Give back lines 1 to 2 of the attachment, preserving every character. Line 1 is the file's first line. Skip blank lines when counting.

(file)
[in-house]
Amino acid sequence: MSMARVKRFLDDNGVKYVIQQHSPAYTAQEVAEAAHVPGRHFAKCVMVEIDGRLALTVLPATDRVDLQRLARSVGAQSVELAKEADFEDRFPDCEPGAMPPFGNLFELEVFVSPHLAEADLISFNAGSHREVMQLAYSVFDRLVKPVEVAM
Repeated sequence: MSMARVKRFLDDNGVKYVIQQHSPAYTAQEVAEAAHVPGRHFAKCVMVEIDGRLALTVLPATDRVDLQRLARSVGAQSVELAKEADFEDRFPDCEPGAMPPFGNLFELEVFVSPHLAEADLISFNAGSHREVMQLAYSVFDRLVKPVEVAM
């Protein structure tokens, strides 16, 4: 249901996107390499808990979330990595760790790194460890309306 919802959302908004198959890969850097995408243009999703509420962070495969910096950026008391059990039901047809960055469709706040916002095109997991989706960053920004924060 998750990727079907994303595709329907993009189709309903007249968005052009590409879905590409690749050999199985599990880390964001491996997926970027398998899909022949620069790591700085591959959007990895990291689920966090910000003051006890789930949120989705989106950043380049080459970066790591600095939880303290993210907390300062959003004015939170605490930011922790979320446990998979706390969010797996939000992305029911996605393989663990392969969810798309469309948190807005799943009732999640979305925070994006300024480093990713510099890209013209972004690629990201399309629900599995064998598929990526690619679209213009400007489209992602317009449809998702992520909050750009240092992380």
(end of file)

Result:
[in-house]
Amino acid sequence: MSMARVKRFLDDNGVKYVIQQHSPAYTAQEVAEAAHVPGRHFAKCVMVEIDGRLALTVLPATDRVDLQRLARSVGAQSVELAKEADFEDRFPDCEPGAMPPFGNLFELEVFVSPHLAEADLISFNAGSHREVMQLAYSVFDRLVKPVEVAM